May 2024 North America Newsletter

Photo of Carlsbad, CA
Photo credit: Simone Hogan,

Over the next few weeks, many state and local governments will be approving and enacting their budgets for the start of the upcoming July 1 fiscal year. As part of the budgeting process, jurisdictions have a critical window to allocate funding to advance evidence-based programs, strengthen data and evaluation infrastructure, and evaluate new innovative programs. Across the country, it has been encouraging to see the number of state and local government partners that have invested in evidence-based practices in recent budgeting cycles. For example, Minnesota’s legislature invested in an evaluation unit to evaluate the efficacy of state investments in human services. In partnership with J-PAL, Minnesota supported a randomized evaluation of the state’s prescription monitoring program (PMP) to evaluate interventions aimed at preventing over-prescribing and co-prescribing of opioids. The Minnesota Board of Pharmacy used the results of this study to create and inform automated messages sent through the PMP. 

In this edition of our newsletter, we highlight several examples that demonstrate the critical role that state and local governments can play in championing the use of evidence to create positive change in their communities. We highlight work happening in the City of Carlsbad, California to center data and evidence in policy decisions and internal operations. We also share The Evaluation Policy Guide, published by our partners at Results for America, which provides free tools to help state and local leaders measure how their programs are impacting their residents based on key lessons learned from federal, state and local government policies. Finally, we feature research results on understanding the demand for police and police alternatives (e.g., the government hotline for mental health crises) and a working paper on increasing the willingness of Black individuals to participate in clinical trials.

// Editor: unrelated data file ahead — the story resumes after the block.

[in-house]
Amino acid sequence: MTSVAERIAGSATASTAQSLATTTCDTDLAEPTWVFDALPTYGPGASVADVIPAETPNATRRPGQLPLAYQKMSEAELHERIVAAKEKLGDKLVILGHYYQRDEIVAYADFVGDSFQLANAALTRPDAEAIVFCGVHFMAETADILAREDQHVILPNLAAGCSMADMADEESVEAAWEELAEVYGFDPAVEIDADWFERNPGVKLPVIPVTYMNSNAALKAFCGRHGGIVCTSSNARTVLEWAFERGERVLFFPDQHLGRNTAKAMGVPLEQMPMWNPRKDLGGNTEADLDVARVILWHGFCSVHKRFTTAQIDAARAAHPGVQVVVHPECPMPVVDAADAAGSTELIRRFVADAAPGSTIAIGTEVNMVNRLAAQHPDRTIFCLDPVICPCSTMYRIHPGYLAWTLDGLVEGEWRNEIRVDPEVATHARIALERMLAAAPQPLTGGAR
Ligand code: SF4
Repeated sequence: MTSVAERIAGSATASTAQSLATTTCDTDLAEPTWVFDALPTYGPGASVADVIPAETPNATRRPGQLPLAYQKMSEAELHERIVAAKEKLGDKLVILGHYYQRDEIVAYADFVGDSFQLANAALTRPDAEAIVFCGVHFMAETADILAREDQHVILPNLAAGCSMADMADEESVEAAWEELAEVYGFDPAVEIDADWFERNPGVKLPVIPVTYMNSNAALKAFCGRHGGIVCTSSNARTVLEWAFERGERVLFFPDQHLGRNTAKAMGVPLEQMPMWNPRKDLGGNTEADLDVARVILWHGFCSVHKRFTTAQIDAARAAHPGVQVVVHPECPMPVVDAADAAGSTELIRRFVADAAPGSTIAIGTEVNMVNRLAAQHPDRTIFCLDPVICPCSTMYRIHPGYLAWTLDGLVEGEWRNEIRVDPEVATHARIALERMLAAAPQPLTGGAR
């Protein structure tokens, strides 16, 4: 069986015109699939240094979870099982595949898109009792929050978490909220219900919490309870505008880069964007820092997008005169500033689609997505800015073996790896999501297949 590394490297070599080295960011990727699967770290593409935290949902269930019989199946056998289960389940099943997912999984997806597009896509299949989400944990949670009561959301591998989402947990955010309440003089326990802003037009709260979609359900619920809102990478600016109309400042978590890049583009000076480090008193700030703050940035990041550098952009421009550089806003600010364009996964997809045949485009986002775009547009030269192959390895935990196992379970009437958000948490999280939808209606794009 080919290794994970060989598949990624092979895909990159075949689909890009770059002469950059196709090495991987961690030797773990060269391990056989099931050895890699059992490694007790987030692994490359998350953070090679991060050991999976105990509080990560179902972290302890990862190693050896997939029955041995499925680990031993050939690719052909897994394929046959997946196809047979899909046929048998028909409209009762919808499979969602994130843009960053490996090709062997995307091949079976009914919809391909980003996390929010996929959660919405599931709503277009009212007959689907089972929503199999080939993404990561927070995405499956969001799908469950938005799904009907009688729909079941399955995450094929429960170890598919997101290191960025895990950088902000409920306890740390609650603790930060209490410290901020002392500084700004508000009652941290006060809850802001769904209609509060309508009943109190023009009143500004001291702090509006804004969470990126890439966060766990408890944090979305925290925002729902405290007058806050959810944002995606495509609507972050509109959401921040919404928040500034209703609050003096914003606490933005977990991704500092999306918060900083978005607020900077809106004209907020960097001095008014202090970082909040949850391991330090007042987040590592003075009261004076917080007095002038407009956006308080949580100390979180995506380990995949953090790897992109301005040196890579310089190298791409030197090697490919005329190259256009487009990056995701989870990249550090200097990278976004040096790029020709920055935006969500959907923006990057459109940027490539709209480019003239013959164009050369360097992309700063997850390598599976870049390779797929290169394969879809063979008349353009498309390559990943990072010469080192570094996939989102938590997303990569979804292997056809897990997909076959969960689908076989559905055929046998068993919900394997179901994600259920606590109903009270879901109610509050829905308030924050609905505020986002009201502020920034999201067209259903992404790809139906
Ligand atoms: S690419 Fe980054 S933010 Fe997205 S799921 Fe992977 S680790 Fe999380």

At J-PAL North America, we support governments across the United States through our State and Local Innovation Initiative to explore evaluation ideas, connect with researchers experienced with conducting evaluations in state and local contexts, and provide training on key evaluation concepts. I encourage you to read the pieces featured below and consider supporting us in advancing evidence-based solutions to poverty. 


Vincent Quan

Co-Executive Director, J-PAL North America

Evolving towards a data-driven culture: The City of Carlsbad’s reflections from LEVER’s Training Sprint

The Training Sprint, part of the Leveraging Evaluation and Evidence for Equitable Recovery program (LEVER), gives jurisdictions a foundation for building evidence and evaluation into their decision-making processes. Rachel Maltz—Senior Program Manager of the City of Carlsbad California’s Innovation and Economic Development Department— leads the design and implementation of her city’s performance management program and participated in the LEVER Training Sprint last fall. In a recent interview, she shares how she has applied concepts from LEVER’s Training Sprint to improve operational efficiency in Carlsbad, the tools and practices she finds most helpful for her work, and how her city has evolved its data-driven practices. For other jurisdictions looking to do the same, Results for America’s new Evaluation Policy Guide provides a blueprint for developing evaluation policies.